Why did anger so often result in trauma recall, and why was the main recalled trauma event the performing of slave labor while starving? Anger episodes may contain retrieval cues, that is, aspects of the anger episode may resemble a trauma event, and so recall it to mind (Litz & Keane, 1989; McNally, 2003). Let us examine how the retrieval cue hypothesis can be used to explain why anger so often caused patients to recall performing slave-like labor during the Pol Pot period.
The retrieval cues of slave labor that frequently occur in an anger episode are the following:
Patients report that performing slave labor while starving during the Pol Pot period often induced palpitations, dizziness, and other symptoms, so when an anger episode induces these same somatic symptoms (which commonly occurs, as the current study demonstrated), these symptoms may act as retrieval cues, recalling this slave labor.
Patients often report how angry they felt that they worked so hard and were given almost no food to eat during the Pol Pot period; here in the United States, upon experiencing anger, this emotion may serve as a retrieval cue of that event.
The retrieval cue of the trauma event may be not just the emotion of anger, but more specifically, the very cognitive appraisal that gives rise to anger (Berkowitz, 1999; DiGiuseppe & Tafrate, 2007). When talking of children's misbehaviors, such as not going to school, or arriving late to school, parents often remark that they were given so little during the Khmer Rouge period and had to work so hard to survive, whereas their children are given so much, but do so little. That is, there is a sense of a “lack of reciprocity,” of a broken contract, which may recall doing slave labor while being provided with almost no food—another case of a broken contract. Or if the child “causes discomfort” in any way—for example, by making noise when the patient is in a state of anxious hyperarousal—that may act as a retrieval cue of other times the patient was “caused discomfort,” such as when the Khmer forced the performing of slave labor, that is, the child and Khmer rouge both come under the rubric of “discomfort-causing person.” Moreover, if the child acts in a way perceived to be “disrespectful” (e.g., talking rudely), this may act as a retrieval cue of trauma events involving shame and degradation, such as slave labor in the Pol Pot period. That slave labor—done when sleep deprived and starving, often during exposure to the elements (e.g., in the rain or the midday sun), all the while being yelled at or hit for any perceived lack of effort—was profoundly degrading, a reduction to animal status (as patients frequently remark): being forced to pull plows, a task normally done by animals, and given only foods normally eaten by pigs, such as rice shavings and the roots of banana and papaya trees.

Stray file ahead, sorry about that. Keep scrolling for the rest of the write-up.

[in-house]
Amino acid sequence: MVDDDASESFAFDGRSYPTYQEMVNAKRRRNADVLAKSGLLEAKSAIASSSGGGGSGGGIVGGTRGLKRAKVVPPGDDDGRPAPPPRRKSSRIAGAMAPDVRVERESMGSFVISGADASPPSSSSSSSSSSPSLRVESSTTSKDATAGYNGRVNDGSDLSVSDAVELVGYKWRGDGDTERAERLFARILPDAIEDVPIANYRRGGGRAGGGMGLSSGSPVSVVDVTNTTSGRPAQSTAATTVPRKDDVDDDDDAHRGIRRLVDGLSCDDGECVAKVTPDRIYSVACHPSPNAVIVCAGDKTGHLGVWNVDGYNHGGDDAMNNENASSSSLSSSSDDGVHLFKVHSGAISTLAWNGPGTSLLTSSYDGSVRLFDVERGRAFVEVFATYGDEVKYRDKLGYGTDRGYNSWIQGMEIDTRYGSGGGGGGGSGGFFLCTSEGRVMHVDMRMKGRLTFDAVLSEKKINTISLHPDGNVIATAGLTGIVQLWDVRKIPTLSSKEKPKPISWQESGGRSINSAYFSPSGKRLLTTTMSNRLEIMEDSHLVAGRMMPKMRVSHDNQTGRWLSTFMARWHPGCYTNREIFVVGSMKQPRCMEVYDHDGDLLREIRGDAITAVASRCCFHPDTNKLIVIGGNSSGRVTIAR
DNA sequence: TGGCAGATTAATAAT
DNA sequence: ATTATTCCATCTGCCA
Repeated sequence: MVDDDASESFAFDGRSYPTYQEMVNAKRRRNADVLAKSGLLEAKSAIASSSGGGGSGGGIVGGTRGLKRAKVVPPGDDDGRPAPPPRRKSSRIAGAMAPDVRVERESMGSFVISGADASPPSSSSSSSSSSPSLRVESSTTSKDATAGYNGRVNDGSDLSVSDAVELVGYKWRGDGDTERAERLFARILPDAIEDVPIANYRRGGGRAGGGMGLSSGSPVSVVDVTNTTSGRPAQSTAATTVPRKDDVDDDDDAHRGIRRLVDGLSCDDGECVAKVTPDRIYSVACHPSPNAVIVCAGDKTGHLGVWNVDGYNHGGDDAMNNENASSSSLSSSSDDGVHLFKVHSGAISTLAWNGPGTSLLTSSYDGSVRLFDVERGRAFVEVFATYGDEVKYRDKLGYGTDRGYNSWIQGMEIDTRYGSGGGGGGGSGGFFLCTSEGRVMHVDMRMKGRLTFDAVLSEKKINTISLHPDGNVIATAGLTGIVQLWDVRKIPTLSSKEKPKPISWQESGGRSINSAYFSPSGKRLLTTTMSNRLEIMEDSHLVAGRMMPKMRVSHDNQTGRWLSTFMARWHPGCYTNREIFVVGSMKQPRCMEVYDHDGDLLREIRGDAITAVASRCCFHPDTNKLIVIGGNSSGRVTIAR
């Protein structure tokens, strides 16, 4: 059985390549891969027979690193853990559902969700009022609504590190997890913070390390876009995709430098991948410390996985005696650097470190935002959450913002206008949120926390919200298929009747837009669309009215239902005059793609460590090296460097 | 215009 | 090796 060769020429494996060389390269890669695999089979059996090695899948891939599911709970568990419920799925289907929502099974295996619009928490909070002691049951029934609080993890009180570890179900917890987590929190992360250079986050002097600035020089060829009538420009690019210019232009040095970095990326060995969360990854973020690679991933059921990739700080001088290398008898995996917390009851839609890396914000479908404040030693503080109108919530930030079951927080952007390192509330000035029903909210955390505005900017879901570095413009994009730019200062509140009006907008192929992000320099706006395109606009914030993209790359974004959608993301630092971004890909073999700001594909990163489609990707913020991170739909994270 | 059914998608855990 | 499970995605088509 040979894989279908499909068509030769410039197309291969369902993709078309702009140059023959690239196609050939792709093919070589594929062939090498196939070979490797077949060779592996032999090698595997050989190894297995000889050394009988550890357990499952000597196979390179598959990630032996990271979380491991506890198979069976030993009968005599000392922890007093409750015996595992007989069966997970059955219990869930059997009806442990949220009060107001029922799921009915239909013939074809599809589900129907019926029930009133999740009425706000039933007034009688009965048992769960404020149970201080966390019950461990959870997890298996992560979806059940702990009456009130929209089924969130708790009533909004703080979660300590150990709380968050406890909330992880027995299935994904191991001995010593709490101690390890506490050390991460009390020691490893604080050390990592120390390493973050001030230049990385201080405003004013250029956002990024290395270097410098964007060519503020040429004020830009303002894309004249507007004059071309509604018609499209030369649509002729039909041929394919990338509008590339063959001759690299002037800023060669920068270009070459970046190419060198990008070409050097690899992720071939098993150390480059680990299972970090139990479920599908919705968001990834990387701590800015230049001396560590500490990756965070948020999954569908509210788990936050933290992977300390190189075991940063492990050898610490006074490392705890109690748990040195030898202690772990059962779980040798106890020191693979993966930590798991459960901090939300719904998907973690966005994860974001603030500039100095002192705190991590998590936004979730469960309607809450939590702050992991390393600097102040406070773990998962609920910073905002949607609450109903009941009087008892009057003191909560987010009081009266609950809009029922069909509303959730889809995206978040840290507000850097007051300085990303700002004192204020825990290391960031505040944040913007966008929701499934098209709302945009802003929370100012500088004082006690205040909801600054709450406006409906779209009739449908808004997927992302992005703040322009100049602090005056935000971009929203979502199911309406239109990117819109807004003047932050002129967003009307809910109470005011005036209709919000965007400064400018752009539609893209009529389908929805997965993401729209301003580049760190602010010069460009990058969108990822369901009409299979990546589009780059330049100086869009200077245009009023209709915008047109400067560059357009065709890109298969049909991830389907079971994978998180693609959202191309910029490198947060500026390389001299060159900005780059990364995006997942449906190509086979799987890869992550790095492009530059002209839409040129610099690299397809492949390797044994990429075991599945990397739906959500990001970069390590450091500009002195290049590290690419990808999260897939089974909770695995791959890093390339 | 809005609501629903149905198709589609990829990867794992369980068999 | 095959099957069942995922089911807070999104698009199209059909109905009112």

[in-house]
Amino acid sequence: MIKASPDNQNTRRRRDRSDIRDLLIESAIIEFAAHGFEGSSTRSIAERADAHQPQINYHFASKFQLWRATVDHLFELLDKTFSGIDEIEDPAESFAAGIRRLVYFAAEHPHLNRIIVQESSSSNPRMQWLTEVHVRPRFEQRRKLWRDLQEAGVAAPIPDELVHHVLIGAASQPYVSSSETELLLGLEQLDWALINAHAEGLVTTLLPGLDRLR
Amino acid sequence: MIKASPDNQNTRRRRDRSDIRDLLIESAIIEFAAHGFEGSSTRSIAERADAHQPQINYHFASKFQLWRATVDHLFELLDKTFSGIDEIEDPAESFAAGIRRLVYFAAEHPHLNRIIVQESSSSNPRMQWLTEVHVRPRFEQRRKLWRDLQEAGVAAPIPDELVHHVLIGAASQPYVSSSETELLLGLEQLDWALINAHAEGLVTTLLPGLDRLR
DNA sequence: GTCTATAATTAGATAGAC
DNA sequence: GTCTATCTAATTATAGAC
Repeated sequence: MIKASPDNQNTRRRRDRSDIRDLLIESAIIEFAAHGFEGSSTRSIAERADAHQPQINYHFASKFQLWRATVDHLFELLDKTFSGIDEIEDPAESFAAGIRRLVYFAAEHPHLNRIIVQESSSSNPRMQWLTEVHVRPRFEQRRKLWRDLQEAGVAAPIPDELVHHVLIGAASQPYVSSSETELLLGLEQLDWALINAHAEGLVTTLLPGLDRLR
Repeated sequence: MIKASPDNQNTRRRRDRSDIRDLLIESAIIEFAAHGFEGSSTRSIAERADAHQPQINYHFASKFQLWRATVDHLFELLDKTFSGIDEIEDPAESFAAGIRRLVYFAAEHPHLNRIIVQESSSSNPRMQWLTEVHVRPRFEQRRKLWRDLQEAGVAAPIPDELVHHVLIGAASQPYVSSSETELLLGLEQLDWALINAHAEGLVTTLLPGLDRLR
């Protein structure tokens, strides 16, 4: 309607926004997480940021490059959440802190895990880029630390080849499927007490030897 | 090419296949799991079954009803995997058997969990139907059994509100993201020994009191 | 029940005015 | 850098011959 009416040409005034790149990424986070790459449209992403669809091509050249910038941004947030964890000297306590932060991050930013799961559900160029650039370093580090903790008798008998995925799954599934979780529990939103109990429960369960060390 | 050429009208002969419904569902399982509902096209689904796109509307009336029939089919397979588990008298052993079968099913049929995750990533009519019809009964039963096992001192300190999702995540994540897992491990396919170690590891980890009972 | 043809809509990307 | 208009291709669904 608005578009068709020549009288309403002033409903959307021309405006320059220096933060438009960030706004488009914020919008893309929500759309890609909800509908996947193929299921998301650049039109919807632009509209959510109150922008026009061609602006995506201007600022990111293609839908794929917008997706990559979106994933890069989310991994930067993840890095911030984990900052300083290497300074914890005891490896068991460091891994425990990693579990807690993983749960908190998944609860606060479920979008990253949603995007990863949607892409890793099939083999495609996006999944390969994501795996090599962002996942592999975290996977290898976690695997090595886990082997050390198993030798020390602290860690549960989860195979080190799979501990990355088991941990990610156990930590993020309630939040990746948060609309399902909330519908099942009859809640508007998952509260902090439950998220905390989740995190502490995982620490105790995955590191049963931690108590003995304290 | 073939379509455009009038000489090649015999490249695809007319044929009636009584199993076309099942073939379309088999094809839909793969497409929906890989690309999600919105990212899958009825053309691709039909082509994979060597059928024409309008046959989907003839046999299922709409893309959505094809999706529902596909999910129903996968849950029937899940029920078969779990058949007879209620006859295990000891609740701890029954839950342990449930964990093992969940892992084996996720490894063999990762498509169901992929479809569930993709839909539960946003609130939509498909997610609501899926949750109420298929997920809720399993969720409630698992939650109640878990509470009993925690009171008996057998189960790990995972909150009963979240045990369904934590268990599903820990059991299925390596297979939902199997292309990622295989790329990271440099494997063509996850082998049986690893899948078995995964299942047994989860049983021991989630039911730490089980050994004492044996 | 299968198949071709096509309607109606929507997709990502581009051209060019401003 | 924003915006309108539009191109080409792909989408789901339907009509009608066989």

There are further cultural and sociological reasons for the frequency of parent–child conflict found in the current study, and its escalation to severe anger. As documented in the current study, many children speak Cambodian poorly, and most parents speak English poorly. And making difficult the parent's learning of English and the mainstream culture, most were poor farmers in Cambodia who received only a few years of formal education; during the Cambodian genocide, the educated were targeted for execution, so relatively few survived. A lack of shared language, values, and culture—that is, generational dissonance, a cultural gap—causes disputes to occur and to escalate, and it impairs dispute resolution. In the current study, we showed the importance of a linguistic gap in conflict escalation, creating linguistic-gap-type generational dissonance. (On the concept of generational dissonance, also called dissonant acculturation, that is, a lack of shared culture between parents and children, see Portes, Fernández-Kelly, & Haller, 2005; Portes & Rumbaut, 2006; Smith-Hefner, 1999.)
Another possible cause of frequent anger in this survey is the various types of stress experienced by Cambodian refugees (Chan, 2004; Miller et al., 2002; Ong, 2003; Smith-Hefner, 1999; Watters, 2001). These various types of stress almost certainly increase worry, anxiety, and irritability, and hence interpersonal conflict and anger episodes. Examples of stress experienced by Cambodian refugees include the following:
Other factors may also increase irritability and anger in the current sample. One common source of irritability and anger in refugee populations is a feeling of injustice, for example, about the lack of punishment of perpetrators (Basoglu et al., 2005; Summerfield, 2003). There have been no punishments of Pol Pot perpetrators, though recently a few high-level officials were put on trial.